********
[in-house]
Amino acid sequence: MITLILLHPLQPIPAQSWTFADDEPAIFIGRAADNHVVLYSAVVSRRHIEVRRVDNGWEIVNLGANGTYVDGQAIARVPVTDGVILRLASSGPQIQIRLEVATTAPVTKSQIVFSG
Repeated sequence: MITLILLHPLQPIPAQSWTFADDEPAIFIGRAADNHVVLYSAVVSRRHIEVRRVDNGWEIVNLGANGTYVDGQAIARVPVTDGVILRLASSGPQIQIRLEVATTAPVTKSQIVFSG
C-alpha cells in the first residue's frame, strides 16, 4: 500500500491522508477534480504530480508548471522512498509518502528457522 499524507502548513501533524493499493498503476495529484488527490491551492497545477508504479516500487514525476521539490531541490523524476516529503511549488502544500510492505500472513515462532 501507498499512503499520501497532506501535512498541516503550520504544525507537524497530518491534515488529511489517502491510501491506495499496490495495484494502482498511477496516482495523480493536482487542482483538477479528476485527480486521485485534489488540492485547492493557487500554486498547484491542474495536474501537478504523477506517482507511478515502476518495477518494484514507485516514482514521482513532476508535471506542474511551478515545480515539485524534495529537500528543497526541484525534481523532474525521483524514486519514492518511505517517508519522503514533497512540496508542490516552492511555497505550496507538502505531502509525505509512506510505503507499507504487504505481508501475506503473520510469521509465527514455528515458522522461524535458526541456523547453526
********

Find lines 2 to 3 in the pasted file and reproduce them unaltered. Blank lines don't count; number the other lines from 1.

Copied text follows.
Amino acid sequence: MITLILLHPLQPIPAQSWTFADDEPAIFIGRAADNHVVLYSAVVSRRHIEVRRVDNGWEIVNLGANGTYVDGQAIARVPVTDGVILRLASSGPQIQIRLEVATTAPVTKSQIVFSG
Repeated sequence: MITLILLHPLQPIPAQSWTFADDEPAIFIGRAADNHVVLYSAVVSRRHIEVRRVDNGWEIVNLGANGTYVDGQAIARVPVTDGVILRLASSGPQIQIRLEVATTAPVTKSQIVFSG